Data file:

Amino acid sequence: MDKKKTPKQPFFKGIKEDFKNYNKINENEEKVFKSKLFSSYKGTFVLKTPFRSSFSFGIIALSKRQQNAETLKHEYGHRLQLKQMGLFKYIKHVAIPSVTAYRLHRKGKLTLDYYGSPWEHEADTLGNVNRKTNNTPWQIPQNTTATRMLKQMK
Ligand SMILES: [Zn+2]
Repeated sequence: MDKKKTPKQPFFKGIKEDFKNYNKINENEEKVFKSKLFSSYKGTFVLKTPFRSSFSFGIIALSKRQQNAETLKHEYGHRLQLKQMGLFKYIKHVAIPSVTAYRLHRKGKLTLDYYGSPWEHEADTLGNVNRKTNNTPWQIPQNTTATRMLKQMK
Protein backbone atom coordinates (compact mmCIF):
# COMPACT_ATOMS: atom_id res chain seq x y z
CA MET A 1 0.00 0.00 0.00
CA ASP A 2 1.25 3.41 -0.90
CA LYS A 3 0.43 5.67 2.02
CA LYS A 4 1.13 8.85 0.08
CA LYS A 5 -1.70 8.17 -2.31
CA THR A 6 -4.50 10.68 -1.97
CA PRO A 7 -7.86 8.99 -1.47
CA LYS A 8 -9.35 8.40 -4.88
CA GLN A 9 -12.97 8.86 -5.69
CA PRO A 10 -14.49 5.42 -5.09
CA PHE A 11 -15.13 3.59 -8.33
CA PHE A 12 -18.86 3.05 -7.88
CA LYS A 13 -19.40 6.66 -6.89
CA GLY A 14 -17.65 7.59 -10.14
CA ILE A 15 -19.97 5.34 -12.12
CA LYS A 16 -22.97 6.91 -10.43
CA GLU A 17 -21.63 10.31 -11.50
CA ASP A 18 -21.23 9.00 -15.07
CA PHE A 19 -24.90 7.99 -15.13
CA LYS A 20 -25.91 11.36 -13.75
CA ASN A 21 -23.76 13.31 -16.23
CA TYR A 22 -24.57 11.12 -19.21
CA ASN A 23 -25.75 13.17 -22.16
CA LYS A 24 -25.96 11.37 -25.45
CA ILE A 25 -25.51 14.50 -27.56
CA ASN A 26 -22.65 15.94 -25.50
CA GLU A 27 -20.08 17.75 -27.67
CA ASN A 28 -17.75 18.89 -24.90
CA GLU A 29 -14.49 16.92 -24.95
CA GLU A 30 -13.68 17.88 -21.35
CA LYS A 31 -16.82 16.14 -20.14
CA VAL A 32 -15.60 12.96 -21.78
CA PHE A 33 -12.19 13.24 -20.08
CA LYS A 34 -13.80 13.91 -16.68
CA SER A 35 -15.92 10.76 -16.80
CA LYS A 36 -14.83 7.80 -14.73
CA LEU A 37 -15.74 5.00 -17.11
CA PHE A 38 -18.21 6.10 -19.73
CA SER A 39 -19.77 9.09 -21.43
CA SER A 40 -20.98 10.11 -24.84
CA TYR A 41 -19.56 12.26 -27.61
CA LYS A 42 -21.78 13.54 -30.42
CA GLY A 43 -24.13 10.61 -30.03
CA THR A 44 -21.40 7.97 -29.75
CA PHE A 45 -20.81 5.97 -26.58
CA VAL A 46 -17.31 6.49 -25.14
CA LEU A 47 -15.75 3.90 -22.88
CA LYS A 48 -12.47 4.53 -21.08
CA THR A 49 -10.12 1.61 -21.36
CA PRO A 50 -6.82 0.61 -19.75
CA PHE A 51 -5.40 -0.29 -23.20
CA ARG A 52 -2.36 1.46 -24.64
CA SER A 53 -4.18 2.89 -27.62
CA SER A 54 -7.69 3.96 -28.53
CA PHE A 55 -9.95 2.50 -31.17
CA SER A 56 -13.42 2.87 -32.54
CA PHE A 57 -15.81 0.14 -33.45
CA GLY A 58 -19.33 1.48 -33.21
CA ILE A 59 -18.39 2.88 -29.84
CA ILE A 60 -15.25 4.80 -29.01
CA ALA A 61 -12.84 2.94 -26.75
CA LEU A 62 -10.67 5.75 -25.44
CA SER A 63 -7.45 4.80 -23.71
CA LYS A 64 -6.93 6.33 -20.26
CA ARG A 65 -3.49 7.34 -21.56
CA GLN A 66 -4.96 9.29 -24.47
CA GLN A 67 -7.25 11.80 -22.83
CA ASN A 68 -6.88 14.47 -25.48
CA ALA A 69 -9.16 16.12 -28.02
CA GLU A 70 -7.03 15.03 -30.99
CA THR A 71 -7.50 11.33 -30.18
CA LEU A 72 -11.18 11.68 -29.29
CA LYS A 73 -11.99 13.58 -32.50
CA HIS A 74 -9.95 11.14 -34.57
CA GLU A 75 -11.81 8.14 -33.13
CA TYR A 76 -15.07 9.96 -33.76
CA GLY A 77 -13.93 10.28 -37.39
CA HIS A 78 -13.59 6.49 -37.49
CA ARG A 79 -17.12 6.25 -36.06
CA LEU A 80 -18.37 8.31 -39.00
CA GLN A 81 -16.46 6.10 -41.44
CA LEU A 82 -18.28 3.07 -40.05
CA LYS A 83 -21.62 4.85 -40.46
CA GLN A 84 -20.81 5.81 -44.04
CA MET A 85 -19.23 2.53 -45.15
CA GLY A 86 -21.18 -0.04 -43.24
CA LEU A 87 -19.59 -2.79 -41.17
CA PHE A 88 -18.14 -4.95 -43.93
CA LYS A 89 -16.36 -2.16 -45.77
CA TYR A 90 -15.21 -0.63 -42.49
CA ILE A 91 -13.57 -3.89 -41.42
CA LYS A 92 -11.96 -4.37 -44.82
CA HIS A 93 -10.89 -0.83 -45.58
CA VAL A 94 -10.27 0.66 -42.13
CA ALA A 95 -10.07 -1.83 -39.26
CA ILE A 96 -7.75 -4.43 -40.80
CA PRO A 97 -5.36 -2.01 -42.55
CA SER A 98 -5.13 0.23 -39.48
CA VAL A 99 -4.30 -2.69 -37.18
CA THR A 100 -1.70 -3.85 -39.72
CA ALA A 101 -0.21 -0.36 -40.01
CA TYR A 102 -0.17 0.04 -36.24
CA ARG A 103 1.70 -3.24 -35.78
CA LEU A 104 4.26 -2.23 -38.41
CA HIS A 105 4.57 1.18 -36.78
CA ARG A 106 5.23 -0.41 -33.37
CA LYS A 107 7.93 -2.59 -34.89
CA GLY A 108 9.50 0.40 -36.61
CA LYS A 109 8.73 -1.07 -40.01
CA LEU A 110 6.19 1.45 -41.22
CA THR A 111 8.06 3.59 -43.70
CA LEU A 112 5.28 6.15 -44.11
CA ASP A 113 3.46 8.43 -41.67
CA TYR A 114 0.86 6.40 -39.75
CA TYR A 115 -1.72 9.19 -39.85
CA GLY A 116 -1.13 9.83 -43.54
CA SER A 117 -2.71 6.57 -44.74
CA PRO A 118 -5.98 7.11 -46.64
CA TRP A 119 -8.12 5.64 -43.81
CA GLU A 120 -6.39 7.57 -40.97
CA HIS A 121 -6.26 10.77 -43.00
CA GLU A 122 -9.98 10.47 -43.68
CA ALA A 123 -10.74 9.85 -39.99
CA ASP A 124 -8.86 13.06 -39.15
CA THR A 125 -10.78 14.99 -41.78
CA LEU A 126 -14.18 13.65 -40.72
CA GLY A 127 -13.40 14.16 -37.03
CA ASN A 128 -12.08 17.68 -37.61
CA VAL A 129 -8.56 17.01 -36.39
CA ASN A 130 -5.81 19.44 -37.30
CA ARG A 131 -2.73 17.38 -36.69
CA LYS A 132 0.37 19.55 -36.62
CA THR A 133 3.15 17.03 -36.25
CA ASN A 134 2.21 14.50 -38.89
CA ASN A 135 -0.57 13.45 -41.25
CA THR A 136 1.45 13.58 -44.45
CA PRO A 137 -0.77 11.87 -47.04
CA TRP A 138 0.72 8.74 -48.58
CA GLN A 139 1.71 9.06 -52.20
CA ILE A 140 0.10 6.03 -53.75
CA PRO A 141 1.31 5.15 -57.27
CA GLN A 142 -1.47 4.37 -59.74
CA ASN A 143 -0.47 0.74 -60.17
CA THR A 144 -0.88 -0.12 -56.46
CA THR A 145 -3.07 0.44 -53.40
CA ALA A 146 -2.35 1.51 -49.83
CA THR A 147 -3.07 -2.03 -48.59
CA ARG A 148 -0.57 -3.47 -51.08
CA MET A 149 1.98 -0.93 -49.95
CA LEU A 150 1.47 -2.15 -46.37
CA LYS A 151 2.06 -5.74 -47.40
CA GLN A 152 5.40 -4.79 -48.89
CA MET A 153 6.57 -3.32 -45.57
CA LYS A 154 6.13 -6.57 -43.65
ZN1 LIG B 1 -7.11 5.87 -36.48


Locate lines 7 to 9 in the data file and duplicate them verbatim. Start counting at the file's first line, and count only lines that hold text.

CA ASP A 2 1.25 3.41 -0.90
CA LYS A 3 0.43 5.67 2.02
CA LYS A 4 1.13 8.85 0.08